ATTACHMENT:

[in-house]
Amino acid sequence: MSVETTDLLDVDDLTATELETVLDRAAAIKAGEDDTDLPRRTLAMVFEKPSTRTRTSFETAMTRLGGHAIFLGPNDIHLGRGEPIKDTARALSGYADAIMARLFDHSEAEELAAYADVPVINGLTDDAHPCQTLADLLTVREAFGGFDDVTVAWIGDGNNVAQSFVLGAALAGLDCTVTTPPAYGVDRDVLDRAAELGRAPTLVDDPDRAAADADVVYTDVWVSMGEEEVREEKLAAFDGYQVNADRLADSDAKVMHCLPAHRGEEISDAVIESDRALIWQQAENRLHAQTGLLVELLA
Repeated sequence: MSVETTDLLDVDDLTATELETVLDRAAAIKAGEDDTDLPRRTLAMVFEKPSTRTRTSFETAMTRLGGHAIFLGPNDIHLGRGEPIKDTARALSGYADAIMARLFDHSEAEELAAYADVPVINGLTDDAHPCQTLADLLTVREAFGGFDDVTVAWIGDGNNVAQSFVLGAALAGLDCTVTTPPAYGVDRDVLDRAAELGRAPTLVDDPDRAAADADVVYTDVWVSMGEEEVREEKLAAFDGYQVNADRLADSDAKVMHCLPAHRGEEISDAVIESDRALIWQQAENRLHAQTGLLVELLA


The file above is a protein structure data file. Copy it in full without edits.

[in-house]
Amino acid sequence: MSVETTDLLDVDDLTATELETVLDRAAAIKAGEDDTDLPRRTLAMVFEKPSTRTRTSFETAMTRLGGHAIFLGPNDIHLGRGEPIKDTARALSGYADAIMARLFDHSEAEELAAYADVPVINGLTDDAHPCQTLADLLTVREAFGGFDDVTVAWIGDGNNVAQSFVLGAALAGLDCTVTTPPAYGVDRDVLDRAAELGRAPTLVDDPDRAAADADVVYTDVWVSMGEEEVREEKLAAFDGYQVNADRLADSDAKVMHCLPAHRGEEISDAVIESDRALIWQQAENRLHAQTGLLVELLA
Repeated sequence: MSVETTDLLDVDDLTATELETVLDRAAAIKAGEDDTDLPRRTLAMVFEKPSTRTRTSFETAMTRLGGHAIFLGPNDIHLGRGEPIKDTARALSGYADAIMARLFDHSEAEELAAYADVPVINGLTDDAHPCQTLADLLTVREAFGGFDDVTVAWIGDGNNVAQSFVLGAALAGLDCTVTTPPAYGVDRDVLDRAAELGRAPTLVDDPDRAAADADVVYTDVWVSMGEEEVREEKLAAFDGYQVNADRLADSDAKVMHCLPAHRGEEISDAVIESDRALIWQQAENRLHAQTGLLVELLA